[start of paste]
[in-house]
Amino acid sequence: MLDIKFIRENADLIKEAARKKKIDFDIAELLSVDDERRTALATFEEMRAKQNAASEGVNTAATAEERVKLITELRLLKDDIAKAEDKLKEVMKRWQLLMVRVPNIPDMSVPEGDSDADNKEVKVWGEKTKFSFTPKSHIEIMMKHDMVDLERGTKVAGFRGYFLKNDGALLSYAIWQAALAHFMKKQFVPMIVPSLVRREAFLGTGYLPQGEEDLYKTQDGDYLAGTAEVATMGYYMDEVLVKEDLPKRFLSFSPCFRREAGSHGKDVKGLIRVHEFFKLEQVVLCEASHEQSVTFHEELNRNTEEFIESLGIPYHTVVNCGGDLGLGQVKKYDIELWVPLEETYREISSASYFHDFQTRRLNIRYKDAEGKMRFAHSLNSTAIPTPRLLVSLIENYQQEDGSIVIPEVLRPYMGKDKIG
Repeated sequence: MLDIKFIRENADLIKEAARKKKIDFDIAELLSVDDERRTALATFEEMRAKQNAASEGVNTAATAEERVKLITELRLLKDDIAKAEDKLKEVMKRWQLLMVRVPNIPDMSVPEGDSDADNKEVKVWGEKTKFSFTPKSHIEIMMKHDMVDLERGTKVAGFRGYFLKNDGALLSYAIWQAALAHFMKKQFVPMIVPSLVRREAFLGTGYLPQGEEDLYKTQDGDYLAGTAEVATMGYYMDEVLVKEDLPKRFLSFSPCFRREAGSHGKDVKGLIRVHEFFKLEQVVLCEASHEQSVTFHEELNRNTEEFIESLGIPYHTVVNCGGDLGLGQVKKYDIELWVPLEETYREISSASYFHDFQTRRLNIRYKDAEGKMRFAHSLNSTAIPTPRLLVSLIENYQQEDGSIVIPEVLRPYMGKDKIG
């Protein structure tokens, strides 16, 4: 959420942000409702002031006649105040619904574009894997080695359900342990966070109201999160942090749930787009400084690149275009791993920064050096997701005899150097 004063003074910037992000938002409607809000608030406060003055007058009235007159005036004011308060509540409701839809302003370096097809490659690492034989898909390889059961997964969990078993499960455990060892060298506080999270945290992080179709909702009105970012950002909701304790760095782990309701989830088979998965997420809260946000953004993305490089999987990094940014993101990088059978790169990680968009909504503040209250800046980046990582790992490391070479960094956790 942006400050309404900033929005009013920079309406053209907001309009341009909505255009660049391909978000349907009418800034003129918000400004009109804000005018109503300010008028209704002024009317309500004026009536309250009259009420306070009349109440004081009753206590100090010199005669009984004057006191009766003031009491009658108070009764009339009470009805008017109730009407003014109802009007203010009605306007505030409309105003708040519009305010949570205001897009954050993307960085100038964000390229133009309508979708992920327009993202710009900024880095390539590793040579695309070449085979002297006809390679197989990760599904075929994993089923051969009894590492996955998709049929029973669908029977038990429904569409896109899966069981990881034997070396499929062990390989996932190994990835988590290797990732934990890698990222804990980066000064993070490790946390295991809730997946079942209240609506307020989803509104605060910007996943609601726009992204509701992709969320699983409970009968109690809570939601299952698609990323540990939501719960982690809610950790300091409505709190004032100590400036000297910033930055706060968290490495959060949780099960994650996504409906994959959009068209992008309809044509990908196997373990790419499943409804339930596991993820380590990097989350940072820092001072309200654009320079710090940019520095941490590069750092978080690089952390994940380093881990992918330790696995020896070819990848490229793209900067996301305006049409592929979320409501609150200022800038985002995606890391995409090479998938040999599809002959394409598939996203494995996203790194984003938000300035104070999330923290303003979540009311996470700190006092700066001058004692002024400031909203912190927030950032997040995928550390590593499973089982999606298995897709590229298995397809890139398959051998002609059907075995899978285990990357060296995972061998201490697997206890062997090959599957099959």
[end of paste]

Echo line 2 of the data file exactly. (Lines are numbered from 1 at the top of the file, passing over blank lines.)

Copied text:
Amino acid sequence: MLDIKFIRENADLIKEAARKKKIDFDIAELLSVDDERRTALATFEEMRAKQNAASEGVNTAATAEERVKLITELRLLKDDIAKAEDKLKEVMKRWQLLMVRVPNIPDMSVPEGDSDADNKEVKVWGEKTKFSFTPKSHIEIMMKHDMVDLERGTKVAGFRGYFLKNDGALLSYAIWQAALAHFMKKQFVPMIVPSLVRREAFLGTGYLPQGEEDLYKTQDGDYLAGTAEVATMGYYMDEVLVKEDLPKRFLSFSPCFRREAGSHGKDVKGLIRVHEFFKLEQVVLCEASHEQSVTFHEELNRNTEEFIESLGIPYHTVVNCGGDLGLGQVKKYDIELWVPLEETYREISSASYFHDFQTRRLNIRYKDAEGKMRFAHSLNSTAIPTPRLLVSLIENYQQEDGSIVIPEVLRPYMGKDKIG